In many jurisdictions, the rules of evidence can often be instrumental in determining the outcome of a dispute. But to what extent can evidence law be controlled by codification, or is it better to leave its regulation and development to the judges via common law? In an attempt to bridge the gap between the rules of an antiquated evidence statute and the modern realities of practice, Singapore’s Evidence Act was amended in 2012. Certain relevancy provisions were amended to allow greater admissibility of evidence, while new provisions were introduced to act as a check against abuse. However, it will be argued that these amendments have changed the paradigm of the admissibility of evidence under the statute and have also done little to clarify existing ambiguities in the law. This paper explains why and, given the near-complete absence of case law that has interpreted the amendments, offers a few tentative suggestions on possible ways forward. To the extent that Singapore’s Evidence Act was largely modelled after Stephen’s Indian Evidence Act of 1872, Singapore’s 2012 amendments may be of comparative interest to readers in a number of jurisdictions around the world particularly those in Asia such as Bangladesh, Brunei, Burma, Malaysia and Sri Lanka – these countries had adopted the iconic statute to varying degrees – and of course, to India itself. Many of these jurisdictions have also not made major amendments to their evidence legislation, and therefore there may be something to learn ahead of time from Singapore’s experiment.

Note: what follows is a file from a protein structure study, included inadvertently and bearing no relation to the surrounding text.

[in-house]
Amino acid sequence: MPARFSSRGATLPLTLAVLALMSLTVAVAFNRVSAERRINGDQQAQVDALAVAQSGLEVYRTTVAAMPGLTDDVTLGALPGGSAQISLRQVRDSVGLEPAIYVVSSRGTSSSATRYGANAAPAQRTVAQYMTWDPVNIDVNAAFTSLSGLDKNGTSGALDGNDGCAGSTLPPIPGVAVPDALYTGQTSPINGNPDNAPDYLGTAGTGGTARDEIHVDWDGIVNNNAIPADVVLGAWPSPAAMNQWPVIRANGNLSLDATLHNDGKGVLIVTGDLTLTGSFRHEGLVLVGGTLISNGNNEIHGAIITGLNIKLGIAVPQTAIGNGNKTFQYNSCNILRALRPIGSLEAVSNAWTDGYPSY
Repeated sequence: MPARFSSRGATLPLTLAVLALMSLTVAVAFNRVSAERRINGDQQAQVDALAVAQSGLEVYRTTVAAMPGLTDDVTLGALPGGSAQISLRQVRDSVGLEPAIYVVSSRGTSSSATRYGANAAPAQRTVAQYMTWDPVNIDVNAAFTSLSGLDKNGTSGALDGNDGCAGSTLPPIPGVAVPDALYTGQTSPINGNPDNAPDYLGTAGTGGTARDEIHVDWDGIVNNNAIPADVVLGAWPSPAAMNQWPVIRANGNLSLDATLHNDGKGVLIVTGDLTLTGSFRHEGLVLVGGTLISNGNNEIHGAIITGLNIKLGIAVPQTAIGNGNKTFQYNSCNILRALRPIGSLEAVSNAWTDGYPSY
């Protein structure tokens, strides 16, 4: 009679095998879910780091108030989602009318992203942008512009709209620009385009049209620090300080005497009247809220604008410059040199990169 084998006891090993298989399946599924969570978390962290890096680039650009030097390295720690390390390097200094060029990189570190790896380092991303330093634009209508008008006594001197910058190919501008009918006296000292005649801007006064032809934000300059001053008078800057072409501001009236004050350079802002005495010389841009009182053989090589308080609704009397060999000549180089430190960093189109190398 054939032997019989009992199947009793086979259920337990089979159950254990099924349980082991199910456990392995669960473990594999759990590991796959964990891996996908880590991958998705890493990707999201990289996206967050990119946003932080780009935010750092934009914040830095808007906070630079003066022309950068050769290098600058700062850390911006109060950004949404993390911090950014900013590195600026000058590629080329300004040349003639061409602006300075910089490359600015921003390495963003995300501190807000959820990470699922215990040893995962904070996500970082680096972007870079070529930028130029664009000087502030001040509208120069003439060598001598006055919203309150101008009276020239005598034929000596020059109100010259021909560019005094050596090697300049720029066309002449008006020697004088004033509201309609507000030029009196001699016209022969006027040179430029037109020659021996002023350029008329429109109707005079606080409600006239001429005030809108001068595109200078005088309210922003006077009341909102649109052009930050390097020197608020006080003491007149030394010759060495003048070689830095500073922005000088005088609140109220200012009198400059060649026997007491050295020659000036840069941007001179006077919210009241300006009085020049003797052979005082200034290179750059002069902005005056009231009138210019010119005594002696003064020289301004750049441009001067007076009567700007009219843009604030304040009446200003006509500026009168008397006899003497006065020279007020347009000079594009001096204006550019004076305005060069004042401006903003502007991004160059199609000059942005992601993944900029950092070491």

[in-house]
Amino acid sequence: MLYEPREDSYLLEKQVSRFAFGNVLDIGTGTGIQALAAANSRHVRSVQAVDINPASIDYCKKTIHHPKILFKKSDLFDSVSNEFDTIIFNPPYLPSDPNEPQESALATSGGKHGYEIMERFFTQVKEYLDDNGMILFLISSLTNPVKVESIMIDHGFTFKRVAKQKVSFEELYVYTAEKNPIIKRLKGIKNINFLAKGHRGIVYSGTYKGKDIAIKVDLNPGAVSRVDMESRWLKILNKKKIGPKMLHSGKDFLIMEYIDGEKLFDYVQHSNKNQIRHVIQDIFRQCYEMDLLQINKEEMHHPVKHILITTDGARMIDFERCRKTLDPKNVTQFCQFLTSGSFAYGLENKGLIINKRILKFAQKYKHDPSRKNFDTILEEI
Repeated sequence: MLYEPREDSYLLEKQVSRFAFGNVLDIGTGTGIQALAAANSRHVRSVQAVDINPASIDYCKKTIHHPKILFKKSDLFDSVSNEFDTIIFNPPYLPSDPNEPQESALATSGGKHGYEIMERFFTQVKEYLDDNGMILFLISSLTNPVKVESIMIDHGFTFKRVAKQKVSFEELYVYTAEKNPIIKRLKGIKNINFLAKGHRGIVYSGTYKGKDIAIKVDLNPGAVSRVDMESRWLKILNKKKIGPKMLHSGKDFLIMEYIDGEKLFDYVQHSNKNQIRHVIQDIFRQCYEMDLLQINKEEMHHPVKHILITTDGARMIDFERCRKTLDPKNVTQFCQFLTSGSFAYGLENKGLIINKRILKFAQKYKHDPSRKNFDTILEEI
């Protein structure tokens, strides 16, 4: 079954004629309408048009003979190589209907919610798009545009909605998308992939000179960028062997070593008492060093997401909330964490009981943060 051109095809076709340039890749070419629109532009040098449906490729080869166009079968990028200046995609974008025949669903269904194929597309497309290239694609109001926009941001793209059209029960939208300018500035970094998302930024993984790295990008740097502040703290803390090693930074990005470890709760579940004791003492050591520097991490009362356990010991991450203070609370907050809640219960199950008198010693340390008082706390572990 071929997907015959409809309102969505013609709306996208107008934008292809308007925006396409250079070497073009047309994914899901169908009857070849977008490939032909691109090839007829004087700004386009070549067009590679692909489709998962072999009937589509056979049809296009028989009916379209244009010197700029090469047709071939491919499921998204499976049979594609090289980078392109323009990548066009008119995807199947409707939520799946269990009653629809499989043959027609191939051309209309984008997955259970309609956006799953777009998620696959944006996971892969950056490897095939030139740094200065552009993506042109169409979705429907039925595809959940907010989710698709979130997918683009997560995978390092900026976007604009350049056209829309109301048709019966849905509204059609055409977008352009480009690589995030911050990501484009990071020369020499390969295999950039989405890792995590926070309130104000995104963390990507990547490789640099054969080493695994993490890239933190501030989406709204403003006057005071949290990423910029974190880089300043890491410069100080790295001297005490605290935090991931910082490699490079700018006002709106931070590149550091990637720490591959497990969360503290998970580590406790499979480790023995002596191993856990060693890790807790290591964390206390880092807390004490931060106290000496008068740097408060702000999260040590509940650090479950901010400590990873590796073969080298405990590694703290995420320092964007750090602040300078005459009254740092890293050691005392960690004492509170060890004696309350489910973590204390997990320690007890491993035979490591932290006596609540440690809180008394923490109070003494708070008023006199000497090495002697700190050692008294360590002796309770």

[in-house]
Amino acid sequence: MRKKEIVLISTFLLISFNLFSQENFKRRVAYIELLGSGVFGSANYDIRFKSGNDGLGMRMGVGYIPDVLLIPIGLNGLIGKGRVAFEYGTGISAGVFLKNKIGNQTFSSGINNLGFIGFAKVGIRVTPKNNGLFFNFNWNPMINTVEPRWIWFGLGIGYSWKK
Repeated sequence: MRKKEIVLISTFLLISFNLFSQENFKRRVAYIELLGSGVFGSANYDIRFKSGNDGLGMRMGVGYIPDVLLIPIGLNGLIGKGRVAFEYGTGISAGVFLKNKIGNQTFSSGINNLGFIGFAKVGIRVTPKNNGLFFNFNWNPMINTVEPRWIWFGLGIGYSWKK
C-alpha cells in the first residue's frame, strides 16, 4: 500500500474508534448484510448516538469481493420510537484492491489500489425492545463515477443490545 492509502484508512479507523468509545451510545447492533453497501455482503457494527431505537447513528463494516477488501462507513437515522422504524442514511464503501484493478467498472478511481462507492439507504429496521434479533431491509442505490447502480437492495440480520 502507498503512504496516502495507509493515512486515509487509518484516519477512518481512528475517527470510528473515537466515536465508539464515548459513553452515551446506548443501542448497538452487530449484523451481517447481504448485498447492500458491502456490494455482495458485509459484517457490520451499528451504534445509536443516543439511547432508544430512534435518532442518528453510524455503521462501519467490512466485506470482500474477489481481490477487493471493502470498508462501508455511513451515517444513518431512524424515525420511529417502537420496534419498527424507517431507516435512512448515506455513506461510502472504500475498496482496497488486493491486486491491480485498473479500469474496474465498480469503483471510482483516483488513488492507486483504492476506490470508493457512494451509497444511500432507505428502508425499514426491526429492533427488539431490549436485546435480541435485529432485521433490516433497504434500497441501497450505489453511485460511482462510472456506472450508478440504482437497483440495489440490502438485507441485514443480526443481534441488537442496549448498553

Indian evidence act, exclusionary discretion, relevance and admissibility, Singapore evidence law
Asian Studies | Comparative and Foreign Law | Evidence
Law, Society and Governance
International Commentary on Evidence
Redefining Relevancy and Exclusionary Discretion in Sir James Fitzjames Stephen’s Indian Evidence Act of 1872: The Singapore Experiment and Lessons for Other Indian Evidence Act Jurisdictions. (2014). International Commentary on Evidence. 10, (1), 1-53. Research Collection School Of Law.
Available at: http://ink.library.smu.edu.sg/sol_research/1319
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